There is no way to underplay the emotional impact that divorce has on children and the important role that both parents play in helping them work through their emotions and fears. I always advise my clients that the sooner they can get back to being friends with the other parent, the sooner their children recover as well. Ideally, I call it best co-parent friends, and when my clients get to the point where this is true, everyone is happier. But this is a process that takes time and sometimes is not possible. If the other parent is abusive, unavailable or for some reason, unwilling to co-parent, then you have to accept the reality of the situation and make the best of it for your children, but that is the rare case.
Here are some steps to help you transition from marriage to single with children and to best co-parent friends.
1. Tell your children together. If possible, it is best to tell the children about your separation together. Keep it straight forward and the less emotion from you and the other parent the better. Be prepared for all ranges of reactions from your children and work through them together. It is important to present this as a joint decision. You went into the marriage together, so you better get out of it together. Save the blame for your private therapy.
2. Reassure your children that each parent will continue to be equally important and a part of their lives. If you have plan for post-separation parenting, then share that with the children as soon as possible. Professionals can help you know what schedule is age appropriate for children, all else being equal. Show the children the new house or apartment that will be part of their lives so they get used to the idea of making a new or second home. I always advise my clients to involve the children in decorating their new space so they are excited about being there and for younger children, have a transition toy or stuffed animal that goes back and forth that can provide additional comfort as well.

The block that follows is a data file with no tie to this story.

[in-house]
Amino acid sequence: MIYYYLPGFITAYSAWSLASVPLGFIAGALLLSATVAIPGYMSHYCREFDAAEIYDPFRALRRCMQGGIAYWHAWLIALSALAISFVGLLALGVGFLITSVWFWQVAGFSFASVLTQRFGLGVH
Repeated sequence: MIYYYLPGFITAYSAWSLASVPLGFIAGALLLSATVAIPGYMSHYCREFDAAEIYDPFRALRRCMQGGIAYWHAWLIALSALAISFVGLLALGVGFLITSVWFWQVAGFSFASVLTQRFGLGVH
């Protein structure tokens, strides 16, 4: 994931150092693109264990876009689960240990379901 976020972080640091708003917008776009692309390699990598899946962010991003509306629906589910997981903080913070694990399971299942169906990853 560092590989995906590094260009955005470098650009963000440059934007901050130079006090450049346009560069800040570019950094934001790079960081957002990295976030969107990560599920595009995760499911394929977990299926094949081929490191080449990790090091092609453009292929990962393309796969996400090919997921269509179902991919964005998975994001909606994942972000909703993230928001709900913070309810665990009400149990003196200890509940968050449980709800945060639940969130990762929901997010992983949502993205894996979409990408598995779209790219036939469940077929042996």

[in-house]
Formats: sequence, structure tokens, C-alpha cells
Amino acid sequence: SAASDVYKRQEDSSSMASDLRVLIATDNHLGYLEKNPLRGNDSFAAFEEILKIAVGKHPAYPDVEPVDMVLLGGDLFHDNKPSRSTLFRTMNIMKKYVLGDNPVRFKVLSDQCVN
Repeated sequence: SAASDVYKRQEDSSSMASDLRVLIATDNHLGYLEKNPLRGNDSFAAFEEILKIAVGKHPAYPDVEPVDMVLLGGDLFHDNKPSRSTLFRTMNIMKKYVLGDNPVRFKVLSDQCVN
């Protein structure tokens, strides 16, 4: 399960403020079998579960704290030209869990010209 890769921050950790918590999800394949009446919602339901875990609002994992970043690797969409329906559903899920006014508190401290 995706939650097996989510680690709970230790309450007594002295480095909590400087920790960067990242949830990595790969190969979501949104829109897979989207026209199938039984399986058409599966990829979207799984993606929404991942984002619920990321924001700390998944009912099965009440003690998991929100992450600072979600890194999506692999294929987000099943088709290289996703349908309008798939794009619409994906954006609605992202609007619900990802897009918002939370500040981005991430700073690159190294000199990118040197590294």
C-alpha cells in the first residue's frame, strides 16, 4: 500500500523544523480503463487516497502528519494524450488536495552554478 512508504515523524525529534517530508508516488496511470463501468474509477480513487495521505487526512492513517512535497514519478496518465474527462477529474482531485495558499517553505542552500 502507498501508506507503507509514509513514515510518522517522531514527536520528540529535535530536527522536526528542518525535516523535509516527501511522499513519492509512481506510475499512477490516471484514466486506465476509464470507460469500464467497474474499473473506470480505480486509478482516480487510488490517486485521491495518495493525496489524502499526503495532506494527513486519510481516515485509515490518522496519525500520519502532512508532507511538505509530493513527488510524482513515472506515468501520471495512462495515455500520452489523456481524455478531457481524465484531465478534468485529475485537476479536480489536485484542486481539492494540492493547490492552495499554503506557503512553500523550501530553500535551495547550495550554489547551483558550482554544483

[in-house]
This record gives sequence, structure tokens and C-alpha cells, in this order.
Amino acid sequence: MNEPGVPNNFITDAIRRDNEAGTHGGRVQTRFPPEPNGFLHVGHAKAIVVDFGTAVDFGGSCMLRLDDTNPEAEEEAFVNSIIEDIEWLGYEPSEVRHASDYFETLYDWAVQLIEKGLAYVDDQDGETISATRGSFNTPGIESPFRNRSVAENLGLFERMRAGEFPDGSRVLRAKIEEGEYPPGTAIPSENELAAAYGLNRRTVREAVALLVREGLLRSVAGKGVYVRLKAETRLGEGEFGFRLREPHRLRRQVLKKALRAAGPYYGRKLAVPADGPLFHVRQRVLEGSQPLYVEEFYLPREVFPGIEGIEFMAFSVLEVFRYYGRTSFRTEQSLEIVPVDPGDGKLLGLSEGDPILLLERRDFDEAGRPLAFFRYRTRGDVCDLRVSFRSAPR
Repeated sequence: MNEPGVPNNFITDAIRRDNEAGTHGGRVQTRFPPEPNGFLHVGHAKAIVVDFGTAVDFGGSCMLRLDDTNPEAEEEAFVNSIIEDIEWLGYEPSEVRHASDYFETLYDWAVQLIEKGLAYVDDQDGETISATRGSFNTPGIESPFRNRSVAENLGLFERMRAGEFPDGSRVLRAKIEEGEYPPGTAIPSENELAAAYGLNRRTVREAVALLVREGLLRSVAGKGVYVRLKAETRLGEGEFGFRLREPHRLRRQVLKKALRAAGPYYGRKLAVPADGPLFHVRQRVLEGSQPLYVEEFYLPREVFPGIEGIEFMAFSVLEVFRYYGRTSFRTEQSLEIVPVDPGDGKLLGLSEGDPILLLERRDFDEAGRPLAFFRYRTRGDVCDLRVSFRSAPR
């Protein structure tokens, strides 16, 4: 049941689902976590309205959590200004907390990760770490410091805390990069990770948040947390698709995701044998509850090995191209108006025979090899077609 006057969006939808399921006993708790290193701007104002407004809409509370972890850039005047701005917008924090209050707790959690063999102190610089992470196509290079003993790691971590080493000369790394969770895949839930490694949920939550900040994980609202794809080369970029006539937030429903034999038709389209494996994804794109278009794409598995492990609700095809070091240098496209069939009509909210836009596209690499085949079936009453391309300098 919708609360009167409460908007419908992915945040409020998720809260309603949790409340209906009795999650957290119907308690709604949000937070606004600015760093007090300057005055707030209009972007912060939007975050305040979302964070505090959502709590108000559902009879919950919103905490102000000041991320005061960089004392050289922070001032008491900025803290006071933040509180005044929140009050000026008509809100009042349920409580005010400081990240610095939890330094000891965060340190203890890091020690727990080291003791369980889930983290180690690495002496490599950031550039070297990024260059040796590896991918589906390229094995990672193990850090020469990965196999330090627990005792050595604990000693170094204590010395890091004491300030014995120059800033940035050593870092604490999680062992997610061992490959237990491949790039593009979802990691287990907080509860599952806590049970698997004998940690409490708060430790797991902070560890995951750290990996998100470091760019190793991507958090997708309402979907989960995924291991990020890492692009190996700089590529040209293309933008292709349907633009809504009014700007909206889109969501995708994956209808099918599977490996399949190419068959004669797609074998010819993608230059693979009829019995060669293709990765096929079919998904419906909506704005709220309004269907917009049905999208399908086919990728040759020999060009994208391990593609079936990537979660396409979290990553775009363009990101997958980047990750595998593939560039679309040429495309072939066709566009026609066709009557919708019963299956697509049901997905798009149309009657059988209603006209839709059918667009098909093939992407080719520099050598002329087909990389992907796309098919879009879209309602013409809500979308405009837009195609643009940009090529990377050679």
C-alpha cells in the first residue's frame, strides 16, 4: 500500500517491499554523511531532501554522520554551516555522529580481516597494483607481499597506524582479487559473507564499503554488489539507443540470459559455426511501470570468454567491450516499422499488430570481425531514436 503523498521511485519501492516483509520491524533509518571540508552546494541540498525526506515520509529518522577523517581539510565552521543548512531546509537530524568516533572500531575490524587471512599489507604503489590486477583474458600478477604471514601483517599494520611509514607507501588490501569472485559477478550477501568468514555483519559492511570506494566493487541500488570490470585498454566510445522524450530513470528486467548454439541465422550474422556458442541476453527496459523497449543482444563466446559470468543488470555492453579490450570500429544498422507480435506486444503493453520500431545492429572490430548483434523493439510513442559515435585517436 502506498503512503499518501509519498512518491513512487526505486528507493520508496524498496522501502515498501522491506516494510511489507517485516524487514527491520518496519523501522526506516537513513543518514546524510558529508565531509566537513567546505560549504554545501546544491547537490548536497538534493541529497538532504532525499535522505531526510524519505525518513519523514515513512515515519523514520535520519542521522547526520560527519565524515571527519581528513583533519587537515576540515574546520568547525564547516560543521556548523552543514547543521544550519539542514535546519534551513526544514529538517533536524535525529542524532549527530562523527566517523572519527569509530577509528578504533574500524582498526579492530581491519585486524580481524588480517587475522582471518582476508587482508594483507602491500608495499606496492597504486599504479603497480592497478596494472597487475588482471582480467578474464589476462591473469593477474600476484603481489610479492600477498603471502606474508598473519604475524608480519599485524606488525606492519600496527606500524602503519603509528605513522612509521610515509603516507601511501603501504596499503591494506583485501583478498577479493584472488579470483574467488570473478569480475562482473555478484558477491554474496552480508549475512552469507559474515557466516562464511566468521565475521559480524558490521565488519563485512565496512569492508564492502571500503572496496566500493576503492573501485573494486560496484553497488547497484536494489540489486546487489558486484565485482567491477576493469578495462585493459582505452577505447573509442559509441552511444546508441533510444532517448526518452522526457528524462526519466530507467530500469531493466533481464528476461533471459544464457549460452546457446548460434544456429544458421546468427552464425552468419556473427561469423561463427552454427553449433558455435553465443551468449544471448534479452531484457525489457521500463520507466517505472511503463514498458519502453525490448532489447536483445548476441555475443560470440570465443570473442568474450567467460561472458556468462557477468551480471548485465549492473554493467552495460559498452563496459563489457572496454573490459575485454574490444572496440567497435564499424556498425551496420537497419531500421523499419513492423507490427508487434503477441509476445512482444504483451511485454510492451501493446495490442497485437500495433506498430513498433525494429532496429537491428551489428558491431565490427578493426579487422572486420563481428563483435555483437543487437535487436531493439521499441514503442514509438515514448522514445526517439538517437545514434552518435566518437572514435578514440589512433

3. Reassure the children, as many times as necessary, that the divorce is not their fault. Your children should not bear any of the emotional responsibility for this decision and it is your job to make sure that they do not.
4. Be open to hearing their emotions, pain and even anger about the divorce. Remember that you went through a full range of emotions before reaching this decision and the children were most likely not part of that process. Many children will avoid discussing the topic, so ask them questions that let them know its ok to talk to you about their feelings, even if they think you won’t like them. If the divorce is basically your fault, because of infidelity or abuse or something else you are responsible for, then take ownership of that and apologize. You don’t have to overshare adult information but treat your children with the respect they deserve. By owning your own mistakes, you are modeling a recovery method for them when they make mistakes and validating their feelings. This can be very healing for your family.
5. Last and maybe most important, never disparage the other parent. Remember that your child considers themselves as being part of both parents, so disparaging the other parent is disparaging the child.
There are many resources available for your family to help walk you through the process. My office can provide referrals if you need specialized advice.
This article is not legal advice and I hope you seek professional help for your divorce and your family.
Go in Peace.